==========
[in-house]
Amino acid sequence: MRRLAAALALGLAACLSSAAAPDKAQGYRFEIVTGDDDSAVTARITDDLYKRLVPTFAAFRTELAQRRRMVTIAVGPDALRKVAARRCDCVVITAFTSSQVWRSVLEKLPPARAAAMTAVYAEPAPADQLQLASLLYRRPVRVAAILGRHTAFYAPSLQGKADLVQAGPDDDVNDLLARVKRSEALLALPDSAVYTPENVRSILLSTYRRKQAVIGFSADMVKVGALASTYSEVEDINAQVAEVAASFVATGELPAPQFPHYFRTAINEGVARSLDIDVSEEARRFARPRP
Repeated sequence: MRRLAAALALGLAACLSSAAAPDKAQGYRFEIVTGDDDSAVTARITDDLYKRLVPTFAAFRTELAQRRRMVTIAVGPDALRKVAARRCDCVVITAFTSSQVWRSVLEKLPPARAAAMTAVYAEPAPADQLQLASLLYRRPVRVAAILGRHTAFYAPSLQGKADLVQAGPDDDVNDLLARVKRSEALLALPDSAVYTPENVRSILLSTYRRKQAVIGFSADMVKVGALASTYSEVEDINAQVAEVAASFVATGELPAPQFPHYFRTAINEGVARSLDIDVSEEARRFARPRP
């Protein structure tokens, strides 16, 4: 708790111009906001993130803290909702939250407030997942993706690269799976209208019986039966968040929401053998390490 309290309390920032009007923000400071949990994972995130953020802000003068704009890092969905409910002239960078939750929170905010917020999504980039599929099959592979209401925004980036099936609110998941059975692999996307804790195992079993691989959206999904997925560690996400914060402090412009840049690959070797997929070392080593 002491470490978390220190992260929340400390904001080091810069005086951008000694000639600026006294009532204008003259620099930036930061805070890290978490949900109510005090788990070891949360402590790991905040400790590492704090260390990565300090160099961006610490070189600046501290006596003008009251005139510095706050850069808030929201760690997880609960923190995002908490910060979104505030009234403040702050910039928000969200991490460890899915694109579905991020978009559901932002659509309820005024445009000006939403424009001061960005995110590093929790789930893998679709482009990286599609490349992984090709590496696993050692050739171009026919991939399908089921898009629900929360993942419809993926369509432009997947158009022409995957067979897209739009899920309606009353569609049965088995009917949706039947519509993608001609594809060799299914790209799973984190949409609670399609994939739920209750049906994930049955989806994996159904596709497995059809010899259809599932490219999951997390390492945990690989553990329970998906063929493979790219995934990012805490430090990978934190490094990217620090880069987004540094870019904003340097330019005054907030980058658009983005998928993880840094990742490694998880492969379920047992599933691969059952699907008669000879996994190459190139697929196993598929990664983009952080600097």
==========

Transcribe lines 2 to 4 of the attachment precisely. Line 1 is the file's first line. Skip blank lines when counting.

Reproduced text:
Amino acid sequence: MRRLAAALALGLAACLSSAAAPDKAQGYRFEIVTGDDDSAVTARITDDLYKRLVPTFAAFRTELAQRRRMVTIAVGPDALRKVAARRCDCVVITAFTSSQVWRSVLEKLPPARAAAMTAVYAEPAPADQLQLASLLYRRPVRVAAILGRHTAFYAPSLQGKADLVQAGPDDDVNDLLARVKRSEALLALPDSAVYTPENVRSILLSTYRRKQAVIGFSADMVKVGALASTYSEVEDINAQVAEVAASFVATGELPAPQFPHYFRTAINEGVARSLDIDVSEEARRFARPRP
Repeated sequence: MRRLAAALALGLAACLSSAAAPDKAQGYRFEIVTGDDDSAVTARITDDLYKRLVPTFAAFRTELAQRRRMVTIAVGPDALRKVAARRCDCVVITAFTSSQVWRSVLEKLPPARAAAMTAVYAEPAPADQLQLASLLYRRPVRVAAILGRHTAFYAPSLQGKADLVQAGPDDDVNDLLARVKRSEALLALPDSAVYTPENVRSILLSTYRRKQAVIGFSADMVKVGALASTYSEVEDINAQVAEVAASFVATGELPAPQFPHYFRTAINEGVARSLDIDVSEEARRFARPRP
């Protein structure tokens, strides 16, 4: 708790111009906001993130803290909702939250407030997942993706690269799976209208019986039966968040929401053998390490 309290309390920032009007923000400071949990994972995130953020802000003068704009890092969905409910002239960078939750929170905010917020999504980039599929099959592979209401925004980036099936609110998941059975692999996307804790195992079993691989959206999904997925560690996400914060402090412009840049690959070797997929070392080593 002491470490978390220190992260929340400390904001080091810069005086951008000694000639600026006294009532204008003259620099930036930061805070890290978490949900109510005090788990070891949360402590790991905040400790590492704090260390990565300090160099961006610490070189600046501290006596003008009251005139510095706050850069808030929201760690997880609960923190995002908490910060979104505030009234403040702050910039928000969200991490460890899915694109579905991020978009559901932002659509309820005024445009000006939403424009001061960005995110590093929790789930893998679709482009990286599609490349992984090709590496696993050692050739171009026919991939399908089921898009629900929360993942419809993926369509432009997947158009022409995957067979897209739009899920309606009353569609049965088995009917949706039947519509993608001609594809060799299914790209799973984190949409609670399609994939739920209750049906994930049955989806994996159904596709497995059809010899259809599932490219999951997390390492945990690989553990329970998906063929493979790219995934990012805490430090990978934190490094990217620090880069987004540094870019904003340097330019005054907030980058658009983005998928993880840094990742490694998880492969379920047992599933691969059952699907008669000879996994190459190139697929196993598929990664983009952080600097």